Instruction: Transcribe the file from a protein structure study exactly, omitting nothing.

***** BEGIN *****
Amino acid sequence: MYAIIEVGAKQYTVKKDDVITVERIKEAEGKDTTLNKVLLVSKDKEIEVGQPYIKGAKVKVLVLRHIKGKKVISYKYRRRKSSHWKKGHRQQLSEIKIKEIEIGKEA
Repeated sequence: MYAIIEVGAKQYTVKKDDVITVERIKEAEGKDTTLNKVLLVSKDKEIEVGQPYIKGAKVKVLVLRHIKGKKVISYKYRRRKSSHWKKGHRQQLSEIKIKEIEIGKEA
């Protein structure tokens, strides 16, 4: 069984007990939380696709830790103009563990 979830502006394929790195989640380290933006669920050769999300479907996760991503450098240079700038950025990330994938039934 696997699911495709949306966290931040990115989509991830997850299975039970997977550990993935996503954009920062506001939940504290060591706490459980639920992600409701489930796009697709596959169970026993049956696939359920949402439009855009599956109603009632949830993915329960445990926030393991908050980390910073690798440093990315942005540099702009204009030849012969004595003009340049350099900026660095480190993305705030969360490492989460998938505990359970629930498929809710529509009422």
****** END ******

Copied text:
Amino acid sequence: MYAIIEVGAKQYTVKKDDVITVERIKEAEGKDTTLNKVLLVSKDKEIEVGQPYIKGAKVKVLVLRHIKGKKVISYKYRRRKSSHWKKGHRQQLSEIKIKEIEIGKEA
Repeated sequence: MYAIIEVGAKQYTVKKDDVITVERIKEAEGKDTTLNKVLLVSKDKEIEVGQPYIKGAKVKVLVLRHIKGKKVISYKYRRRKSSHWKKGHRQQLSEIKIKEIEIGKEA
């Protein structure tokens, strides 16, 4: 069984007990939380696709830790103009563990 979830502006394929790195989640380290933006669920050769999300479907996760991503450098240079700038950025990330994938039934 696997699911495709949306966290931040990115989509991830997850299975039970997977550990993935996503954009920062506001939940504290060591706490459980639920992600409701489930796009697709596959169970026993049956696939359920949402439009855009599956109603009632949830993915329960445990926030393991908050980390910073690798440093990315942005540099702009204009030849012969004595003009340049350099900026660095480190993305705030969360490492989460998938505990359970629930498929809710529509009422």